Woke wondering about why I hadn't been contacted by the insurers re the York Green Festival. So after breakfast I rang... and found that the email I sent on the 21st hadn't been received. So I resent it and then had a chat to the recipient, who wanted several other bits of info plus a signature, electronic or otherwise. I knew nothing about electronic signatures, and I didn't have the other info either, so I sent out a 'help me' email to the other YGF-ites, and got a reply from Tom who offered to help me do an electronic signature.
Gill went down to the station to collect our eldest and his buddy, they'd travelled up on the train together from Leamington Spa, and immediately they came in the noise levels in the house rose about 100-fold. I soon went out to go to see Tom, who scanned my signature and put it into various formats so I have a chance to add it to documents, like the insurance document I need to send to the insurers. I'll have to have a play around later.
After seeing Tom I called in on Anita who told me that next month she is emigrating to Spain for a couple of years, to live in the house she's refurbished. I will miss her as although I don't see her very often, I am fond of her. She says she'll be back in a couple of years.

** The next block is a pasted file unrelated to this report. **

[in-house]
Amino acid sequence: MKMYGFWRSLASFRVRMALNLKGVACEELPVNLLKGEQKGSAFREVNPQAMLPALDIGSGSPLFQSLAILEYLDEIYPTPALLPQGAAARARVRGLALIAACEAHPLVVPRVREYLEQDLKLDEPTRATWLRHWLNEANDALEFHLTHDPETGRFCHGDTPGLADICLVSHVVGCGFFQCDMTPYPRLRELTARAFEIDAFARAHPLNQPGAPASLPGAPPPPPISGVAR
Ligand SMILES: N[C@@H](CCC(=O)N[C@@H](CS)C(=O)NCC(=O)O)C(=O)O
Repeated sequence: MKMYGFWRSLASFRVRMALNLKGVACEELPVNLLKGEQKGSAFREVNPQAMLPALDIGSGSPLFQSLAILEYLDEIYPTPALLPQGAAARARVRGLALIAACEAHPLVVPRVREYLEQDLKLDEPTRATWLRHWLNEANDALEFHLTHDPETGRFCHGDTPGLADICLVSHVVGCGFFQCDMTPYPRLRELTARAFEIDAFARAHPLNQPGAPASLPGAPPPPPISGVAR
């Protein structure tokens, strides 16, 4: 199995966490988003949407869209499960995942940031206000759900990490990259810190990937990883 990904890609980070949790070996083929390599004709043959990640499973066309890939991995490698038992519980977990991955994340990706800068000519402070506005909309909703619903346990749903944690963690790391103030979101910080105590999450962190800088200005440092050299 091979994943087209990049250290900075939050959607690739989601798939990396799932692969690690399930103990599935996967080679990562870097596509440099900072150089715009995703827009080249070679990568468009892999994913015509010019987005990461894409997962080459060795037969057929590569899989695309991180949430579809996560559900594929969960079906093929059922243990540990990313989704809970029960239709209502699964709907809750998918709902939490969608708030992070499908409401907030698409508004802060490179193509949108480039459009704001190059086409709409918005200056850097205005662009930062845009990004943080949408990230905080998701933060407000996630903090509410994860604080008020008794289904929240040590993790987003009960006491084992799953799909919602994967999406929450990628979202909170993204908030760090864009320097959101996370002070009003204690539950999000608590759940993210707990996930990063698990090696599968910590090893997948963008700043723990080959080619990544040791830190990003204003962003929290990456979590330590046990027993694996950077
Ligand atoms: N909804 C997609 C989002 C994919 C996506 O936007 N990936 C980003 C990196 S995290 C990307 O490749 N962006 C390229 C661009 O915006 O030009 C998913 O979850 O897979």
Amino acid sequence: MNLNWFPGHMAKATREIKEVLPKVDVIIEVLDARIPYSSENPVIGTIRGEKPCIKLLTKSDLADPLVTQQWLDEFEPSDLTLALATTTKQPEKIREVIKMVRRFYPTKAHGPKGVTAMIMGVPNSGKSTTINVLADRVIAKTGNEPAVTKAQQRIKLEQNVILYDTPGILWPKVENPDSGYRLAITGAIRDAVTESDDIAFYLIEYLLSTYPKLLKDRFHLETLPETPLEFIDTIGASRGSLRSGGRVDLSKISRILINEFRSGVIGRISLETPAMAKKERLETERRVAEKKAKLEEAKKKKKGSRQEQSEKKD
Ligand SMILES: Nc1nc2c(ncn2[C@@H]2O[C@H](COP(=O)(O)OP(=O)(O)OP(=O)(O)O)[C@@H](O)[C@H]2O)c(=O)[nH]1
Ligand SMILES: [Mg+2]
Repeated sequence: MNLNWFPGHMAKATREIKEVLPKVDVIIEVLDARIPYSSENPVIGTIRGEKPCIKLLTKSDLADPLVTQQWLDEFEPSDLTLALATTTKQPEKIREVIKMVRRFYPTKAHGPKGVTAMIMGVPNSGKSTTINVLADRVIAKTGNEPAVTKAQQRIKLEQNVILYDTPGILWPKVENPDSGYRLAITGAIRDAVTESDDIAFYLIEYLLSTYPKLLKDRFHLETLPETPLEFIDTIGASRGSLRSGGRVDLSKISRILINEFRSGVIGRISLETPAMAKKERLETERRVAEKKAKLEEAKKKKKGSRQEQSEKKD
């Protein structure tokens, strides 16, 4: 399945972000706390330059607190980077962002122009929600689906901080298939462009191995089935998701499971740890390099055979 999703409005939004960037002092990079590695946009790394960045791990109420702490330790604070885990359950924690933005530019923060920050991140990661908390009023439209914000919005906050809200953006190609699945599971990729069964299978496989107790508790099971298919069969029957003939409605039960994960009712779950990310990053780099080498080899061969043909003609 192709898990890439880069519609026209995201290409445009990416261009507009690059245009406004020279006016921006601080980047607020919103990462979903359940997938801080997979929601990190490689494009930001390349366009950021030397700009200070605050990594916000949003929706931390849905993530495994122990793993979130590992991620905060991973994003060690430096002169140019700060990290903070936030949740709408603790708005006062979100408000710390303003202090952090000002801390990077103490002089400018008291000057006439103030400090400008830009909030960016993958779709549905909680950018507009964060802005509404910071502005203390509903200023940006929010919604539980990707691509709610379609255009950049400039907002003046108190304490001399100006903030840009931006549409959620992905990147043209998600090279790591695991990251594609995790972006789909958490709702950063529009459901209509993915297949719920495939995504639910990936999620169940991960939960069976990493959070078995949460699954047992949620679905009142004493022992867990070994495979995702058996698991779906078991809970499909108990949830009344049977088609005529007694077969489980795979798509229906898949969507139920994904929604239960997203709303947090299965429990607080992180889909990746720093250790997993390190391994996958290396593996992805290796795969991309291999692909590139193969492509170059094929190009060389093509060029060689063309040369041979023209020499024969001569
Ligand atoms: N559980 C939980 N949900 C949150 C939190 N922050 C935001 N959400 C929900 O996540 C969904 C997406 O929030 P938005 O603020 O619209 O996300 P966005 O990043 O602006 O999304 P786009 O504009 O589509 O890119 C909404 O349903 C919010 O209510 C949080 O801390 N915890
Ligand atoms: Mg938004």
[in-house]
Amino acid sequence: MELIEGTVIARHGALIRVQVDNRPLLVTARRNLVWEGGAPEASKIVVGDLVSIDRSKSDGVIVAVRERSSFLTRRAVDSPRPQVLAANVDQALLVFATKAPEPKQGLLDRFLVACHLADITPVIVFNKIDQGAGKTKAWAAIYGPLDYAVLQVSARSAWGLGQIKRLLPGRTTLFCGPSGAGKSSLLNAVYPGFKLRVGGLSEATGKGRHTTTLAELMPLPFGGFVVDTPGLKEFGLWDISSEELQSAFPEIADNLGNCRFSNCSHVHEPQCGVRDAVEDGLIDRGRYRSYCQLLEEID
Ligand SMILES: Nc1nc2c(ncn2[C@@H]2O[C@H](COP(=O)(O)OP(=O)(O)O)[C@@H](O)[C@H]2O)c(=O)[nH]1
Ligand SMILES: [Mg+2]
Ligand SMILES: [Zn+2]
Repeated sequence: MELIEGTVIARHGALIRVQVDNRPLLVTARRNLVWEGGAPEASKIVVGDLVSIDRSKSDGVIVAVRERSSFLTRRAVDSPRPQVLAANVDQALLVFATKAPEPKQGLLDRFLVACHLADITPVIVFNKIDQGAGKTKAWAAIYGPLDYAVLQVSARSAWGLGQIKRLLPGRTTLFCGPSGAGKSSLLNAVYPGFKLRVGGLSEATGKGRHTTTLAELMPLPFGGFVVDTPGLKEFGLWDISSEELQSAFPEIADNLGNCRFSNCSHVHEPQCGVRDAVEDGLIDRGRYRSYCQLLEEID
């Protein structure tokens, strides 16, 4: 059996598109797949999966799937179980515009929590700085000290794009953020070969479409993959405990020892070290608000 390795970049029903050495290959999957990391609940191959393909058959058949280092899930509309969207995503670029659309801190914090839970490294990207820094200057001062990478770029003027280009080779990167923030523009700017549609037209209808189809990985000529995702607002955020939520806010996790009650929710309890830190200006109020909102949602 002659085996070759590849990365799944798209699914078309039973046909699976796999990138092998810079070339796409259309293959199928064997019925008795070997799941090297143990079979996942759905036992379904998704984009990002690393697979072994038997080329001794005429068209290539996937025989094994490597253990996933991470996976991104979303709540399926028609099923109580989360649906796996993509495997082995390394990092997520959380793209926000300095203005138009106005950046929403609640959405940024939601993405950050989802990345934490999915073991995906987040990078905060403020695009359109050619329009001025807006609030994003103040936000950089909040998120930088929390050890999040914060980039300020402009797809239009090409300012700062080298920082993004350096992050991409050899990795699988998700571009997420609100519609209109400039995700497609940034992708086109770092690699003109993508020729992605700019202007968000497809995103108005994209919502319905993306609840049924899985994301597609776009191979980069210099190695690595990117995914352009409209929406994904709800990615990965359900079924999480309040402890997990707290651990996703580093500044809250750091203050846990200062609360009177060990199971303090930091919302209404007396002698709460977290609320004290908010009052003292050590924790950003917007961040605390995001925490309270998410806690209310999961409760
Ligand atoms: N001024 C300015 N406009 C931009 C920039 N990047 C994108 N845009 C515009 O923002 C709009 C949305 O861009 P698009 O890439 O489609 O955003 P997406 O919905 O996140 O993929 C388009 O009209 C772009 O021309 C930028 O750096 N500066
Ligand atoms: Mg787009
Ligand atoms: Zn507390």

I came home via Sainsburys as Gill wanted flour, ice cream and a baguette to make garlic bread with.
I popped in to Freshways on the way back and picked up 3 small sacks of compostables, and then spent an hour or so down the garden sorting them out.
Pasta and home grown veg for tea, and garlic bread, and I then shot out to St Nicks for the AGM and a talk on the National Bee Unit which was really interesting.
Ben Jones is a researcher there and he talked us through the work of the Unit which is based at Sand Hutton. Their role is to ensure the health of the honeybee in England and Wales... there are probably no 'wild' or feral honeybees left, all are managed or farmed, either by commercial beekeepers or by hobbyists. Most people think of bees as responsible for honey, but this is just worth between £10million and £30million a year, but their value as pollinators is somewhere between £120million and £200million.
He told us about the assorted diseases, legislation, how the inspectors identify the problems, the different sorts of beekeepers, and lots more. There were lots of questions asked too, so many that we over-ran and therefore missed the little film that was planned about the tree planting on St Nicks, but there will be another chance to see that.
The AGM was very straightforward. I collected some logs on the way back from a chap round the corner who had invited me to pick them up whenever I wanted, and I got in just before 10pm.